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Novell's Trial Brief for Utah
Thursday, November 29 2007 @ 10:32 AM EST

Groklaw member LEXLAW suggested that now would be a good time to take a second look at Novell's Trial Brief [PDF]. It was filed in Utah back in the middle of September, on the same day that SCO filed for bankruptcy in Delaware, and so we never did a text version or paid much attention. But now that we are Utah bound, here it is, the text version, the work of the entire Groklaw Group. You know, like the SCO Group and the 363 Group? Except there are more of us than there are of them, now that I think of it. So I guess we could have a subsidiary called Oceans Toyou (oceans of researchers, that is).

As I explained back in September, a trial brief is where a party tells the court what claims it will be present at trial so as to give the judge an overview. SCO filed one too, but under seal [PJ:I went to find the reference to it, but I was wrong. SCO has not yet filed a trial brief, sealed or otherwise, so that's something we have to look forward to.] The most significant piece, to me, is the part about the constructive trust at the end. Novell says that it would only be after the trial is done, and depending on the outcome, meaning when they win, that it would then ask for such a trust:

Based on that recovery, Novell anticipates seeking additional relief in its post-trial briefing, such as a constructive trust. Consideration of such relief is not necessary at trial, which per the Court's direction will focus on the proper apportionment of the SCOsource revenue and on Novell's entitlement to declaratory relief.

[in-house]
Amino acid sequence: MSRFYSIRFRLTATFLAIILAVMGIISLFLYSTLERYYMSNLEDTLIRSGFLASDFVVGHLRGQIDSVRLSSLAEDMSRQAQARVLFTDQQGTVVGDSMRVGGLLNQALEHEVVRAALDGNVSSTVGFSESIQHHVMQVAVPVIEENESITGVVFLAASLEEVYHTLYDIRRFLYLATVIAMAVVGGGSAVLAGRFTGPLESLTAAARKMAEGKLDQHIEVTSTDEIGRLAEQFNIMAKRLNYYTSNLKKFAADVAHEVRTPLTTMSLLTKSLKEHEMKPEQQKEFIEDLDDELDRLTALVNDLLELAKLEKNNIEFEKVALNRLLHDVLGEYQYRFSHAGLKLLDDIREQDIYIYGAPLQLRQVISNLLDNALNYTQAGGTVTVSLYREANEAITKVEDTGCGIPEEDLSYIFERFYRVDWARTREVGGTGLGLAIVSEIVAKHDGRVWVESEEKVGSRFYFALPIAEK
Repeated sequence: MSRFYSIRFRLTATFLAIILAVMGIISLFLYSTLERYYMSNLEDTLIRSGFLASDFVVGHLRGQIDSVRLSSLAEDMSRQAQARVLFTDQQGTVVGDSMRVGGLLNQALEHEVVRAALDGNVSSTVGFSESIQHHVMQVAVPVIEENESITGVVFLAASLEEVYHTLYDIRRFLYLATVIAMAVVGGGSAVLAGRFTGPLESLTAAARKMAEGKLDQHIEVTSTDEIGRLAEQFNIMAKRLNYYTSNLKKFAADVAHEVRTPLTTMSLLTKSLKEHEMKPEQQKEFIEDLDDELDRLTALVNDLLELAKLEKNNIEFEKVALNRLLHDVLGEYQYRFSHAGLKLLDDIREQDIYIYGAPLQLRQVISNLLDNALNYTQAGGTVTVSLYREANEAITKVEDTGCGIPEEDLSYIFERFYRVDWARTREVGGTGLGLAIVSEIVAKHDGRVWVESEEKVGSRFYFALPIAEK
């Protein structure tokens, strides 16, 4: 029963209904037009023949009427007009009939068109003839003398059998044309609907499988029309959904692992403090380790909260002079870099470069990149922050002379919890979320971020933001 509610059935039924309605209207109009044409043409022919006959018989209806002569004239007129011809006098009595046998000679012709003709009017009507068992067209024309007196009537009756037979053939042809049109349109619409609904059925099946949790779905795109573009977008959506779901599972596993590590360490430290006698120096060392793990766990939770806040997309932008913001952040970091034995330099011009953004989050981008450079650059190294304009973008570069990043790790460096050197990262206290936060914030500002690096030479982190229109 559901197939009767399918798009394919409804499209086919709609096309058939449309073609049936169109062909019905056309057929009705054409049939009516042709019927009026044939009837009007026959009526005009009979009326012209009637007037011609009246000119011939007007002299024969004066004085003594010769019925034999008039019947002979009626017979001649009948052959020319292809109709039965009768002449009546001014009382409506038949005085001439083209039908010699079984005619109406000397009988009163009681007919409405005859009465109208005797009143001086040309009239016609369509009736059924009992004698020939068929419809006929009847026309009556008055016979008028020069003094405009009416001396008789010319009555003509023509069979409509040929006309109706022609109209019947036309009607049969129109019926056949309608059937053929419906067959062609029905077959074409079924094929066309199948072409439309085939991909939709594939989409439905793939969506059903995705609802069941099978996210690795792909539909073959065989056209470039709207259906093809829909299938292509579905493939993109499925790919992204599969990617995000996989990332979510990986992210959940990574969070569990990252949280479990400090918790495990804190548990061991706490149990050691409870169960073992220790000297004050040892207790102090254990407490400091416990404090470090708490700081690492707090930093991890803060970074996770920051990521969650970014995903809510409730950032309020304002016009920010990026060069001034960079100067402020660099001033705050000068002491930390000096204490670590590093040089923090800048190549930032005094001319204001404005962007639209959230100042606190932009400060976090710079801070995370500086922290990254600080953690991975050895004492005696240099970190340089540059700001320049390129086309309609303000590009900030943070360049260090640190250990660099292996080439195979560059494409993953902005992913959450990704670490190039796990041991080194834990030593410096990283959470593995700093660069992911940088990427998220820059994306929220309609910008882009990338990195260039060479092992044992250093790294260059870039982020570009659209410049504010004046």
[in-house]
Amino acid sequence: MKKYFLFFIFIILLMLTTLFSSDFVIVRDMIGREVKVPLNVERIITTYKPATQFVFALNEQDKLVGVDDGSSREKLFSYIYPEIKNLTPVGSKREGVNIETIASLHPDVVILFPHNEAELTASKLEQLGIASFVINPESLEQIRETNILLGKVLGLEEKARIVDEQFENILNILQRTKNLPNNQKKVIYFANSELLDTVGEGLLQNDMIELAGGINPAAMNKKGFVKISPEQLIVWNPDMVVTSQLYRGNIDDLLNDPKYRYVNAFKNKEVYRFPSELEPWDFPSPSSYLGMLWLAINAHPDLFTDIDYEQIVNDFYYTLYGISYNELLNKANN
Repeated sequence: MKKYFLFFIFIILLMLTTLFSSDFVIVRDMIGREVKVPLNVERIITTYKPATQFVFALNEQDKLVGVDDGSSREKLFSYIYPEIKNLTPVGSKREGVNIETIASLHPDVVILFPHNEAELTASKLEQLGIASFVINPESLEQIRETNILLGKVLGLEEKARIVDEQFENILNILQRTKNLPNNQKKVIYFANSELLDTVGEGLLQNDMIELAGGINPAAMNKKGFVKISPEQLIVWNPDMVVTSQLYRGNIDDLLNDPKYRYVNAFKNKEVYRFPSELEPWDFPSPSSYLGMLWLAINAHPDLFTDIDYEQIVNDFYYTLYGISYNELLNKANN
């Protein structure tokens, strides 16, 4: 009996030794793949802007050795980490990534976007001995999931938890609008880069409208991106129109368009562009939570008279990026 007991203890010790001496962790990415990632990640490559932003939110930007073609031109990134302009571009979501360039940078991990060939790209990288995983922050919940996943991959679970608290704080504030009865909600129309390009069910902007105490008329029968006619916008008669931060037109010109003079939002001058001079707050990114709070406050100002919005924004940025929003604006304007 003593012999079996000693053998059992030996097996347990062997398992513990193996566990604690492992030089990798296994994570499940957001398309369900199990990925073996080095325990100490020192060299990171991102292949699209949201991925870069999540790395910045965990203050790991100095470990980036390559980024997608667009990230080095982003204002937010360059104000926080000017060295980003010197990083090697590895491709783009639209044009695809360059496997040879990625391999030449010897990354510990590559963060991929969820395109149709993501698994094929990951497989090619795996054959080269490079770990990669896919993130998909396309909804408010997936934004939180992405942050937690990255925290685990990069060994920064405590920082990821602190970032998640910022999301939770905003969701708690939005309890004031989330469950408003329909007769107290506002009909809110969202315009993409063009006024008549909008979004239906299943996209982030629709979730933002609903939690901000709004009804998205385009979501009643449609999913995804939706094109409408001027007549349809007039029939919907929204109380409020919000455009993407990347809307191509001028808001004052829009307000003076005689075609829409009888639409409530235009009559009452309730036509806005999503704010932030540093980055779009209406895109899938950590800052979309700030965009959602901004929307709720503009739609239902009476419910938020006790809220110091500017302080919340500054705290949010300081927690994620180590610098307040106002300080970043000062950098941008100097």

So, ironically enough, despite all of SCO's dancing and prancing in Delaware, the Utah trial is actually going to be just as it would have been originally. Leaving out the emotions, that is, and SCO's altered status. But the issues at trial will be what they always were going to be.

Novell is asking for the following relief:

  • Apportionment of the SCOsource revenue in an amount to be determined by the Court, without any 5% administrative fee deduction;

  • Prejudgment interest at 7%; and

  • A declaration that SCO exceeded its authority in entering into the SCOsource licenses.

If you look at Judge Kevin Gross's order lifing the stay, that's what he told Novell it can litigate. He doesn't mention interest, but that's part of asking for your money in any court. The only difference is that if a trust is deemed worth asking for after the trial, Novell will ask Delaware, not Utah.

******************************

MORRISON & FOERSTER LLP